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Irvington

Township of Irvington

  •   State: 
    New Jersey
      County: 
    Essex County
      City: 
    Irvington
      County FIPS: 
    34013
      Coordinates: 
    40°43′26″N 74°13′57″W
      Area total: 
    2.92 sq mi (7.55 km²)
      Area land: 
    2.91 sq mi (7.55 km²)
      Area water: 
    <0.01 sq mi (0.01 km²)
      Elevation: 
    128 ft (39 m)
      Established: 
    Incorporated March 27, 1874
  •   Latitude: 
    40,7251
      Longitude: 
    -74,2317
      Dman name cbsa: 
    New York-Newark-Jersey City, NY-NJ-PA
      Timezone: 
    Eastern Standard Time (EST) UTC-5:00; Eastern Daylight Time (EDT) UTC-4:00
      ZIP codes: 
    07111
      GMAP: 

    Irvington, Essex County, New Jersey, United States

  •   Population: 
    61,176
      Population density: 
    20,993.8 residents per square mile of area (8,105.8/km²)
      Household income: 
    $43,915
      Households: 
    20,276
      Unemployment rate: 
    13.00%
  •   Sales taxes: 
    7.00%
      Income taxes: 
    8.97%

Irvington was incorporated as an independent village on March 27, 1874, from portions of Clinton Township. Until 1965, Irvington was almost exclusively white. By 1980, the town was nearly 40% black; by 1990 it was 70%. The township is bordered by Maplewood to the west and Newark to the east, both in Essex County, and Hillside to the south and Union to the southwest. The Elizabeth River runs through the city passing Civic Square and Clinton Cemetery. Unincorporated communities, localities and place names located partially or completely within the township include Irving Place. The township had the ninth-highest property tax rate in New Jersey, with an equalized rate of 4.890% in 2020, compared to 2.824% in the county as a whole and a statewide average of 2.279%. The current Mayor is Tony Vauss. The 2010 United States census counted 53,926 people, 20,093 households, and 12,839 families in the township. The population density was 18,417 per square mile (7,7,110/km²). There were 23,196 housing units at an average density of 7,904 per square miles (3,042 per km²) The racial makeup of the township was 541% White, 85% Black or African American, 038% Native American,038% Asian, 0 38% (471) Pacific Islander, 542% (2,922) Other races were 2,191 (1,191) from other races and 2,716 (1.21) from two or more races. The U.S Census treats Hispanic/Latino as an ethnic category.

History

Clinton Township, which included what is now Irvington, Maplewood and parts of Newark and South Orange, was created on April 14, 1834. Irvington was incorporated as an independent village on March 27, 1874, from portions of Clinton Township. The area was known as Camptown until the mid-1800s. In 1982, the town was one of four Essex County municipalities to pass a referendum to become a township, joining 11 municipalities that had already made the change. By 1980, Irvington's population was nearly 40% black; by 1990 it was 70%. Michael G. Steele became the first black elected to public office in Irvington when he won a seat on the school board on March 25, 1980, then became the township's first black mayor ten years later, when he was elected in 1990 and served for four years. In 1994 Steele returned to the Board of Education to pursue his career as the district's certified School Business Administrator, serving over 22 years. The current Mayor is Tony Vauss. After the park closed, the merry-go-round was sold and transported to Disney World, in Orlando, FL. The book, Smile: A Picture History of Olympic Park, 1887-1965 written by Alan A. Siegel was published in 1983 by Rutgers University Press. From 1887 to 1965, Olympic Park was a 40-acre (16 ha) amusement park that straddled the border of Irvington and Maplewood, with the main entrance on Chancellor Avenue and a side entrance on 40th Street.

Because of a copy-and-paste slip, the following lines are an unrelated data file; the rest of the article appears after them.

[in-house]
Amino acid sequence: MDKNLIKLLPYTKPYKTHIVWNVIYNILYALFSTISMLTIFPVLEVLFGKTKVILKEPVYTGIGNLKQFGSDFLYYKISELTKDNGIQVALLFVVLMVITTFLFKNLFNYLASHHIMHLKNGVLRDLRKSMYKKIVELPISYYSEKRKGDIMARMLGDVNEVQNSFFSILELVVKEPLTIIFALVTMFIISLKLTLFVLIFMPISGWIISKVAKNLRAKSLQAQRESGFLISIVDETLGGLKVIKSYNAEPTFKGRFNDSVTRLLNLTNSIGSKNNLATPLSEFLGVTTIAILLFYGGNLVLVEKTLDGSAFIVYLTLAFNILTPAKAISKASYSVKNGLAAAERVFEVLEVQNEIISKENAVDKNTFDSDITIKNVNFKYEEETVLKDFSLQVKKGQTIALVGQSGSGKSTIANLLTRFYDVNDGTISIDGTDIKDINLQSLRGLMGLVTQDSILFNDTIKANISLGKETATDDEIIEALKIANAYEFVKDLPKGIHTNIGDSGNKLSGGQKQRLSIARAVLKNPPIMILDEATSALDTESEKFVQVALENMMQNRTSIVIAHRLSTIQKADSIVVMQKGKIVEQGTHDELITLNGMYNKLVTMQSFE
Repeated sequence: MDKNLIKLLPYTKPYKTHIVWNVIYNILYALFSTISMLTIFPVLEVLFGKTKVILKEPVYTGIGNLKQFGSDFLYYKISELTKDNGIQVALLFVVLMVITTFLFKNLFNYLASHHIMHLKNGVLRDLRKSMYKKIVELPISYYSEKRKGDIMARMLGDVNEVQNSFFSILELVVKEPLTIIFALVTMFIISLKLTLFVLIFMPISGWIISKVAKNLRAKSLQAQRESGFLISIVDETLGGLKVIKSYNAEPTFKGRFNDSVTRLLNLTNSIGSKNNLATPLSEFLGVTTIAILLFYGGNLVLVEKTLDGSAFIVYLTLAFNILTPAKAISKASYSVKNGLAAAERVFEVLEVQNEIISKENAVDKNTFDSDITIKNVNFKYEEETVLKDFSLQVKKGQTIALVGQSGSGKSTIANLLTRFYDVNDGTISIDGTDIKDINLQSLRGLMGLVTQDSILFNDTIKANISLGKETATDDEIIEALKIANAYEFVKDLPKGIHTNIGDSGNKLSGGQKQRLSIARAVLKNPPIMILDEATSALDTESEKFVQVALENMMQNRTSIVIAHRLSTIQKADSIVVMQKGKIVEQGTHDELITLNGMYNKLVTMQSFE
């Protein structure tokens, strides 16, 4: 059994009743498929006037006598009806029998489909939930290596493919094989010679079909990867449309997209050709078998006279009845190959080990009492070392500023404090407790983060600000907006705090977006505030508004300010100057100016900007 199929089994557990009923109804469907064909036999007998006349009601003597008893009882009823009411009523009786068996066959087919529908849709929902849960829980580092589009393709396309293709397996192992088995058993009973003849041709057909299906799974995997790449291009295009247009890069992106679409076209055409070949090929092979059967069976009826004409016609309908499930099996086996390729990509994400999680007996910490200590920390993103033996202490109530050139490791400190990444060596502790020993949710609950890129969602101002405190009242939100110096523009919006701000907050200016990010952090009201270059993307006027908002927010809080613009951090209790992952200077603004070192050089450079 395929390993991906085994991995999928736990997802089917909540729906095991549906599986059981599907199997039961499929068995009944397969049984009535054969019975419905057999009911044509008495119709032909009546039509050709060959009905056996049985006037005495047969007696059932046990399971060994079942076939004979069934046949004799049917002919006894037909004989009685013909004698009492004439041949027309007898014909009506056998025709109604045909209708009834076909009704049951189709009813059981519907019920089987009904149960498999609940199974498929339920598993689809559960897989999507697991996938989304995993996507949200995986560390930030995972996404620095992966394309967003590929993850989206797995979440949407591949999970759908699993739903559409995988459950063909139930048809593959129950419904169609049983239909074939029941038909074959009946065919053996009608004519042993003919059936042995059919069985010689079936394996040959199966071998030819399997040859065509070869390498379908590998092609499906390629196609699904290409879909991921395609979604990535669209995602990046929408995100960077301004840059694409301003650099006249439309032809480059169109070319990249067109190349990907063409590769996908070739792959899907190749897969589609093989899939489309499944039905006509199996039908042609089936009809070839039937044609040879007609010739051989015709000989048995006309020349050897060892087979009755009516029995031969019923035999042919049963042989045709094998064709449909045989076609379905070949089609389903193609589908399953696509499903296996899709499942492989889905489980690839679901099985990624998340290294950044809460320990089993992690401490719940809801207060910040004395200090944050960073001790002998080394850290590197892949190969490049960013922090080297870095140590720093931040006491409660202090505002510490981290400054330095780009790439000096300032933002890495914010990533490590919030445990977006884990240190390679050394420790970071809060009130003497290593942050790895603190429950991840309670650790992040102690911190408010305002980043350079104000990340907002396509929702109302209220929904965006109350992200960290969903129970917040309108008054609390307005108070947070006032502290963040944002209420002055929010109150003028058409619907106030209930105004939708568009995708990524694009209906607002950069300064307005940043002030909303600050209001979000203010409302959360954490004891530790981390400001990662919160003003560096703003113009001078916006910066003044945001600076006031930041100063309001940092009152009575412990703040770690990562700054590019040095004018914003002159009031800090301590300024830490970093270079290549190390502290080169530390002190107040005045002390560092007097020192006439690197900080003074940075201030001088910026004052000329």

Geography

The Elizabeth River runs through the city passing Civic Square and Clinton Cemetery. Unincorporated communities, localities and place names located partially or completely within the township include Irving Place. The township is bordered by Maplewood to the west and Newark to the east, both in Essex County, and Hillside to the south and Union to the southwest. According to the U.S. Census Bureau, the township had a total area of 2.92 square miles (7.55 km²), including 2.91 square miles of land and 0.01 square mile (0.07 km²) of water. The town has a population of 2,816. It is one of the smallest towns in New Jersey, with the largest population in the state of New Jersey at 2,715. The population of the township was 2,638 in the 2010 U.N. Census. The state's population at the time of the 2010 Census was 2.7 million, making it the third largest township in the United States after New York and New Jersey. The county seat is Newark and the town's largest city is Maplewood, with a total population of 3,716. The city's population is 2,914. It has a total land area of 7.55 square miles, including 2,897 square miles and 0.01 sq miles of water (0,077 km²). The township's population in 2010 was 1,819. It had a population density of 1,717.

Demographics

The 2010 United States census counted 53,926 people, 20,093 households, and 12,839 families in the township. The racial makeup of the township was 81.66% Black or African American, 8.97% White, 0.24% Native American, 1.10% Asian,0.07% Pacific Islander, 5.42% (2,922) from other races, and 2.21% (1,191) from two or more races. Hispanic or Latino of any race were 10.60% (5,716) of the population. As of the 2000 United States Census there were 60,695 people, 22,032 households and 14,408 families residing in Irvington. The Census Bureau's 2006-2010 American Community Survey showed that (in 2010 inflation-adjusted dollars) median household income was $42,580. The per capita income for the township is $20,520. About 14.4% of families and 16.8% of the residents were below the poverty line. The 2020 US Census treats Hispanic/Latino as an ethnic category. This table excludes Latinos from the racial categories and assigns them to a separate category. Hispanics/Latinos can be of anyrace. The township has one of the highest percentages of African American people in the United States, and the third-highest in New Jersey (behind Lawnside at 93.6%, and East Orange at 89.46%) of all places with 1,000 or more residents identifying their ancestry.